Many state tax credit programs include procedures for revoking a taxpayer’s certification for a tax credit when the taxpayer does not meet the program’s requirements, such as hiring a certain number of employees, etc. Once a certification is revoked, the state usually seeks to recapture the tax credits. This recapture process, otherwise known as “clawback,” allows the states to reach back and recoup the tax benefit received by the taxpayer.
One example of this decertification and subsequent recapture process can be seen in the Massachusetts Life Sciences Tax Incentive Program. The Massachusetts Department of Revenue recently issued a technical information release that explains the procedure, according to a Bloomberg BNA Weekly State Tax Reportarticle.
The technical information release provides that a life sciences company’s certification may be revoked if an independent investigation reveals that the company's representations in its project proposal are materially at variance with its conduct after receiving certification. In addition, the Massachusetts Life Sciences Center, which administers the program, must revoke a company's certification when, after two consecutive years, investigations reveal that the company's representations are materially at variance with its conduct.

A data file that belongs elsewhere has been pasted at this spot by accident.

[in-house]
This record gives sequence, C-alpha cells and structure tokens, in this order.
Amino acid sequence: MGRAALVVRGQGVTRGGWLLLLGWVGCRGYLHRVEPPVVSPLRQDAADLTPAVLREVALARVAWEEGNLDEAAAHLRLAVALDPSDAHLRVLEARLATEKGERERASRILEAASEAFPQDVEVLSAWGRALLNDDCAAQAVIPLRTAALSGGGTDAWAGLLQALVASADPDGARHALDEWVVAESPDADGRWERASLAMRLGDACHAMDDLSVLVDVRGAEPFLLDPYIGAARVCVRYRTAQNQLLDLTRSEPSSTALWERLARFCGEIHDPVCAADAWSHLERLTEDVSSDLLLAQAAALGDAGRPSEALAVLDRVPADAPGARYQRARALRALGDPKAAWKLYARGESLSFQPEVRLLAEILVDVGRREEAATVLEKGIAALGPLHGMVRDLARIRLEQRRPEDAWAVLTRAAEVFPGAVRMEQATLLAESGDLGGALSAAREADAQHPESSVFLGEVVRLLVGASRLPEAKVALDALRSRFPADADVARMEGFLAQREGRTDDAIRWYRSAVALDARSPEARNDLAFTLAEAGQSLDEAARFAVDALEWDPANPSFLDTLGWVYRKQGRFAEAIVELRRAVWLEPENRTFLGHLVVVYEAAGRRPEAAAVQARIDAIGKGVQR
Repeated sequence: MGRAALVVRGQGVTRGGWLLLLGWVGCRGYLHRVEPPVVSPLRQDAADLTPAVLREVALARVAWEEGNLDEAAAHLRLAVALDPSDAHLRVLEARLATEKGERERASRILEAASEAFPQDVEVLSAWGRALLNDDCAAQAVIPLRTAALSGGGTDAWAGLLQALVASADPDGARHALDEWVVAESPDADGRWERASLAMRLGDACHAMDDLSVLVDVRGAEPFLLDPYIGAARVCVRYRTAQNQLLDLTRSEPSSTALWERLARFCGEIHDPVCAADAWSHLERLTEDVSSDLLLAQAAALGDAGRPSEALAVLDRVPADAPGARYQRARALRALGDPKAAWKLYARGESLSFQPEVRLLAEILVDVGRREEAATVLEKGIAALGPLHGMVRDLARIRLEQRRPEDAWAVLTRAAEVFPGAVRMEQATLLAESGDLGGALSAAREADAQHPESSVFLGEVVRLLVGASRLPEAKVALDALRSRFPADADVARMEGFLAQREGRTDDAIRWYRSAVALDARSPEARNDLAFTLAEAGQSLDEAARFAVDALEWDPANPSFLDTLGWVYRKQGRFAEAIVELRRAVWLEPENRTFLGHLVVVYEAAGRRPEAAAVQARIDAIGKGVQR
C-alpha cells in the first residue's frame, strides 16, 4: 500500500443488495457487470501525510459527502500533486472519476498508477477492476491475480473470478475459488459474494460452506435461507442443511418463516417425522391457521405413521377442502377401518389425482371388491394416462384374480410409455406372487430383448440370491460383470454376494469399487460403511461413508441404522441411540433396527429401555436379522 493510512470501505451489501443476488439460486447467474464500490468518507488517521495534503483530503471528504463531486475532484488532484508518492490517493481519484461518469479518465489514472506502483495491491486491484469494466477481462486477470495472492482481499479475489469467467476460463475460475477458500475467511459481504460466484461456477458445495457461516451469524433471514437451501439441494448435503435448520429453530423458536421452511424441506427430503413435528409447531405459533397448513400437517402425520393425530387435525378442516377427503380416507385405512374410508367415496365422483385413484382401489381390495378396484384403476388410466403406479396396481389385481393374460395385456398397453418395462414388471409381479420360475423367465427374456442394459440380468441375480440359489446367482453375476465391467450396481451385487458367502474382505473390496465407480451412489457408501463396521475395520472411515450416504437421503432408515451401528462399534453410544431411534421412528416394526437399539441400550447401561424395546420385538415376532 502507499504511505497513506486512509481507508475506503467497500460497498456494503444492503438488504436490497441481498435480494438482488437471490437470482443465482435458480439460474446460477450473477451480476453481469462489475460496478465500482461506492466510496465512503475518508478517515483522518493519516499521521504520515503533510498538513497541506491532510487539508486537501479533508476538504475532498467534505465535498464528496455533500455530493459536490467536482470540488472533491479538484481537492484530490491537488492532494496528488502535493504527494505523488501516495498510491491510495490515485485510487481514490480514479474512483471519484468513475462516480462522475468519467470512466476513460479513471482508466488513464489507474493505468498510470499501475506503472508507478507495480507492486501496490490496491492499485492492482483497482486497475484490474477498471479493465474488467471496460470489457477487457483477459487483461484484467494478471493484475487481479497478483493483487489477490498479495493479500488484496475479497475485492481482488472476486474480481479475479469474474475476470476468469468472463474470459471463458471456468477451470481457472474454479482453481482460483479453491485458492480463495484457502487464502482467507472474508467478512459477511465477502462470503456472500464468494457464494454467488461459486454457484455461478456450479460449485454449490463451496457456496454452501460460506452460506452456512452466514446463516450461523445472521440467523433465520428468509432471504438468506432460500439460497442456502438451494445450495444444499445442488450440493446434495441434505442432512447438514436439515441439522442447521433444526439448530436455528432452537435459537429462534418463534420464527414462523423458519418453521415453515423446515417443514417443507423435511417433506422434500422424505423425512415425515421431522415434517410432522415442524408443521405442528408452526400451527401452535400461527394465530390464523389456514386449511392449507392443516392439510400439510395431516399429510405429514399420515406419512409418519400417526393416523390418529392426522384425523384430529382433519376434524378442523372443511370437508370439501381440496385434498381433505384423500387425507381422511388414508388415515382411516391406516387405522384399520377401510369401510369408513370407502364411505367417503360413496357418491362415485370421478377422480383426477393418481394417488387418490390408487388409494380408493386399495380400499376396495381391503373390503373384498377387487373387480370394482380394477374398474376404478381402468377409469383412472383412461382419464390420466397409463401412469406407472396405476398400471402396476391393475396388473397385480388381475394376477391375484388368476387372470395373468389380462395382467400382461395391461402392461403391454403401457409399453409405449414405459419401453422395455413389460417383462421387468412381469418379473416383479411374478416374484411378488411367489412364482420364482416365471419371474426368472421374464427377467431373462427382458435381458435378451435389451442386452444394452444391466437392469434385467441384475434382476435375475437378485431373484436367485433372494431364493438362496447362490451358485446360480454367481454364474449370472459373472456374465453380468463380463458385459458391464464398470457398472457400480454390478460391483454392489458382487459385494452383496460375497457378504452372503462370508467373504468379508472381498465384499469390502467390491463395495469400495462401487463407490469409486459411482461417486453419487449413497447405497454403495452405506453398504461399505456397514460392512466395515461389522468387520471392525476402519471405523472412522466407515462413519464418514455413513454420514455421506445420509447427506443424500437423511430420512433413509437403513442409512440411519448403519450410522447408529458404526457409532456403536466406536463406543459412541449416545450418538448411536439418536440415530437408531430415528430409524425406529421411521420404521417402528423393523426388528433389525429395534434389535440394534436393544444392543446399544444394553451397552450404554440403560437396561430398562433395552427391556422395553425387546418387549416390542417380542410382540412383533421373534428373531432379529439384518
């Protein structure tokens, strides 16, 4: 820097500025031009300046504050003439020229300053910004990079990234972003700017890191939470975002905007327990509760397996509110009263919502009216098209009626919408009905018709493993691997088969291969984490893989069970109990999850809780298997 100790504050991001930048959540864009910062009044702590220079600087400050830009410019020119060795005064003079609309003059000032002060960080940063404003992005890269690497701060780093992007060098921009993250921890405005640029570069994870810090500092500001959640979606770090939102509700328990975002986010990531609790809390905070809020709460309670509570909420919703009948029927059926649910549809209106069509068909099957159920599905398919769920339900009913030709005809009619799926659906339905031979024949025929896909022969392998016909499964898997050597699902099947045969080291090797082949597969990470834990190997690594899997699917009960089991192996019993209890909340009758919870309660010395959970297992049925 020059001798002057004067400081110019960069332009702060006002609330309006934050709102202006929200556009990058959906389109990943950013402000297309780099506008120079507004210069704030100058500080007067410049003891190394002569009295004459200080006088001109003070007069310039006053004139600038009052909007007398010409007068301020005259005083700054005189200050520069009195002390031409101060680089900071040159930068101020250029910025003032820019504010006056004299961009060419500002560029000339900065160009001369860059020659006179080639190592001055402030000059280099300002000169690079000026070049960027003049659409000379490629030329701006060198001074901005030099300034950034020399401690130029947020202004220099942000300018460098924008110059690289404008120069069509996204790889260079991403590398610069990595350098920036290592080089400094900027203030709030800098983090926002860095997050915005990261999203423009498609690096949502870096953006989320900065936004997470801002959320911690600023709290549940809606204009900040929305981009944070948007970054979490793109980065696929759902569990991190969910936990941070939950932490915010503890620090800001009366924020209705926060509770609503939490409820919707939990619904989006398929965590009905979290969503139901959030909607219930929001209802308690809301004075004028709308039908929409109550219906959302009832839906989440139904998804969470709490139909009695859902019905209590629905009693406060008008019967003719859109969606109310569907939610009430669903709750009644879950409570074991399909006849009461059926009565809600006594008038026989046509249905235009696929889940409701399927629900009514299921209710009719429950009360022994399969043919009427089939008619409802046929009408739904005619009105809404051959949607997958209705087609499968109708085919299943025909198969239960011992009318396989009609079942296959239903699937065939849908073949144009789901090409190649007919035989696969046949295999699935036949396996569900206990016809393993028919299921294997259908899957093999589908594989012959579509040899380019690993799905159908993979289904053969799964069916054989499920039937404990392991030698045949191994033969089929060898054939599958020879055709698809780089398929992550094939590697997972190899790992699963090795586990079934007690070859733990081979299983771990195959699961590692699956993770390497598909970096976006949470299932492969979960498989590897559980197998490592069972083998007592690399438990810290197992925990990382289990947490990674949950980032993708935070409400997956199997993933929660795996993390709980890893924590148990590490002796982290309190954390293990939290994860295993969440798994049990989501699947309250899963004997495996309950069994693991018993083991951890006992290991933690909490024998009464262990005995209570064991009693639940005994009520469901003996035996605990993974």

Upon revocation, the company must recapture any tax credits and incentives allowed by the certification. Taxpayers must calculate the amount to be recaptured beginning with the first day of the taxable year in which a material variance started.
Although the Life Sciences Tax Incentive Program offers many benefits, Ron Xavier, Director at PricewaterhouseCoopers, notes that “the risk of decertification and claw-backs requires companies to use the utmost care and planning when participating in the program.”
For more information about the Massachusetts Life Sciences Tax Incentive Program, check out Bloomberg BNA’s Credits and Incentives State Tax Portfolios.
In other developments . . .
Utah amended its clean fuel vehicle tax credit to include electric and hybrid vehicles. The credit was also extended to taxable years starting prior to Jan. 1, 2015, according to a Bloomberg BNA Weekly State Tax Reportarticle.
By: Kathleen Caggiano
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